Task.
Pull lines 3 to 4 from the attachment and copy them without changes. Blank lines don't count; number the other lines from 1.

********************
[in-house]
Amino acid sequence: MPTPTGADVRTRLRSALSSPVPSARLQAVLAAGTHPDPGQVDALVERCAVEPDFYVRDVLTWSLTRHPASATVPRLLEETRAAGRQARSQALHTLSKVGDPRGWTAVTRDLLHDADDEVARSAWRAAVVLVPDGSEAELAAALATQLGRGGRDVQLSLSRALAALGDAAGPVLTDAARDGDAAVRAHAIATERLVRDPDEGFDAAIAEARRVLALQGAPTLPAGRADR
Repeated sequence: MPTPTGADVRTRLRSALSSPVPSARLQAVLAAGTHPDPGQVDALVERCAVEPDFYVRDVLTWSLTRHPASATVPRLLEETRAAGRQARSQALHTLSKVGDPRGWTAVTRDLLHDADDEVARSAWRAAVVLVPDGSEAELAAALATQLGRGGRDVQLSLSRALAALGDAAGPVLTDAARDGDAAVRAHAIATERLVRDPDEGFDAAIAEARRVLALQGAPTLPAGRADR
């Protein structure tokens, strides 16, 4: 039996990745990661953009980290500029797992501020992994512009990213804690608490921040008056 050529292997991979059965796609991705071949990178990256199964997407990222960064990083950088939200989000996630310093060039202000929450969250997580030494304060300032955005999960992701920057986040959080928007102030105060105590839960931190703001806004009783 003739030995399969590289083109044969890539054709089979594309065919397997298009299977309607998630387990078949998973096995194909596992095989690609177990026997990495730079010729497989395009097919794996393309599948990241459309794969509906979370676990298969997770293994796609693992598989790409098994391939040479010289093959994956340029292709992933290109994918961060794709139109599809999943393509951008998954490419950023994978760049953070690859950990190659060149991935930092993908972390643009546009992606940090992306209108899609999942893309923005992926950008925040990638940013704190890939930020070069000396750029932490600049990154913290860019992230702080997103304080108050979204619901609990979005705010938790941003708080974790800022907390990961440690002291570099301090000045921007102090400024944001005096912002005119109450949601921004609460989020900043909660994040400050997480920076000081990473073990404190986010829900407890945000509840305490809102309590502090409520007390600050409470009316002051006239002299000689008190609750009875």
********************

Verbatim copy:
Repeated sequence: MPTPTGADVRTRLRSALSSPVPSARLQAVLAAGTHPDPGQVDALVERCAVEPDFYVRDVLTWSLTRHPASATVPRLLEETRAAGRQARSQALHTLSKVGDPRGWTAVTRDLLHDADDEVARSAWRAAVVLVPDGSEAELAAALATQLGRGGRDVQLSLSRALAALGDAAGPVLTDAARDGDAAVRAHAIATERLVRDPDEGFDAAIAEARRVLALQGAPTLPAGRADR
């Protein structure tokens, strides 16, 4: 039996990745990661953009980290500029797992501020992994512009990213804690608490921040008056 050529292997991979059965796609991705071949990178990256199964997407990222960064990083950088939200989000996630310093060039202000929450969250997580030494304060300032955005999960992701920057986040959080928007102030105060105590839960931190703001806004009783 003739030995399969590289083109044969890539054709089979594309065919397997298009299977309607998630387990078949998973096995194909596992095989690609177990026997990495730079010729497989395009097919794996393309599948990241459309794969509906979370676990298969997770293994796609693992598989790409098994391939040479010289093959994956340029292709992933290109994918961060794709139109599809999943393509951008998954490419950023994978760049953070690859950990190659060149991935930092993908972390643009546009992606940090992306209108899609999942893309923005992926950008925040990638940013704190890939930020070069000396750029932490600049990154913290860019992230702080997103304080108050979204619901609990979005705010938790941003708080974790800022907390990961440690002291570099301090000045921007102090400024944001005096912002005119109450949601921004609460989020900043909660994040400050997480920076000081990473073990404190986010829900407890945000509840305490809102309590502090409520007390600050409470009316002051006239002299000689008190609750009875």